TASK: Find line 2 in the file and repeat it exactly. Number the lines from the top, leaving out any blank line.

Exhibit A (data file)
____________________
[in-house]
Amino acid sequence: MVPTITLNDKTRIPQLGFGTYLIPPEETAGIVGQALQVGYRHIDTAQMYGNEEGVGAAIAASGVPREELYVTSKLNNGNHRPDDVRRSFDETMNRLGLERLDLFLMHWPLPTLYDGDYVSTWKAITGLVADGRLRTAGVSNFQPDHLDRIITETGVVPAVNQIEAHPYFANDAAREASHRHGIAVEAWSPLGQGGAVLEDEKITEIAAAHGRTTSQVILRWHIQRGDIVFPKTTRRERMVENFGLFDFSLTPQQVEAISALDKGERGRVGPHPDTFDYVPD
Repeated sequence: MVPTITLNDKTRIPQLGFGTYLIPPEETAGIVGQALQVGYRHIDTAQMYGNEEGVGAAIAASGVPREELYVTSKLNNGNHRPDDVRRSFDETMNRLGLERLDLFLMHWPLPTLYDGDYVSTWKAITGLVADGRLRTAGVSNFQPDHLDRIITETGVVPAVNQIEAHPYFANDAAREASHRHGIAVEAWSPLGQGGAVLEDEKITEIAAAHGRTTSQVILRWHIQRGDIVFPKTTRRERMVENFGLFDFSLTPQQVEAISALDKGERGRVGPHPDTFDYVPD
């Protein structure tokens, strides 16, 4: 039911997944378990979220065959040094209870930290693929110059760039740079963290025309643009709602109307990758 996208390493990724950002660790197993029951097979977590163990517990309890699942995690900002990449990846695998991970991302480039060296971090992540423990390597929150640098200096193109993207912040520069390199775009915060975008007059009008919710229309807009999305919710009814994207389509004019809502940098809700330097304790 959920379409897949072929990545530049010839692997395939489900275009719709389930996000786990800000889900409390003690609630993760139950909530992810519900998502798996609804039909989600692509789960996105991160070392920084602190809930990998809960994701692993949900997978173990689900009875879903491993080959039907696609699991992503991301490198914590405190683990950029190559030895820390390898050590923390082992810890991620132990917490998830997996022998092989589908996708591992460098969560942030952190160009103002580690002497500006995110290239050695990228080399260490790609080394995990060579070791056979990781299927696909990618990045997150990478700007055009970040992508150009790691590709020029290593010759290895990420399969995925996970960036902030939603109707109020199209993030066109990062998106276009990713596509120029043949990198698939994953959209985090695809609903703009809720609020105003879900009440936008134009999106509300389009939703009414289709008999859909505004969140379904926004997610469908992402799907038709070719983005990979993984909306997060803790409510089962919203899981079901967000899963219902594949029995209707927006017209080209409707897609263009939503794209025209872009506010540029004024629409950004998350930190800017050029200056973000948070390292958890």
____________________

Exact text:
Amino acid sequence: MVPTITLNDKTRIPQLGFGTYLIPPEETAGIVGQALQVGYRHIDTAQMYGNEEGVGAAIAASGVPREELYVTSKLNNGNHRPDDVRRSFDETMNRLGLERLDLFLMHWPLPTLYDGDYVSTWKAITGLVADGRLRTAGVSNFQPDHLDRIITETGVVPAVNQIEAHPYFANDAAREASHRHGIAVEAWSPLGQGGAVLEDEKITEIAAAHGRTTSQVILRWHIQRGDIVFPKTTRRERMVENFGLFDFSLTPQQVEAISALDKGERGRVGPHPDTFDYVPD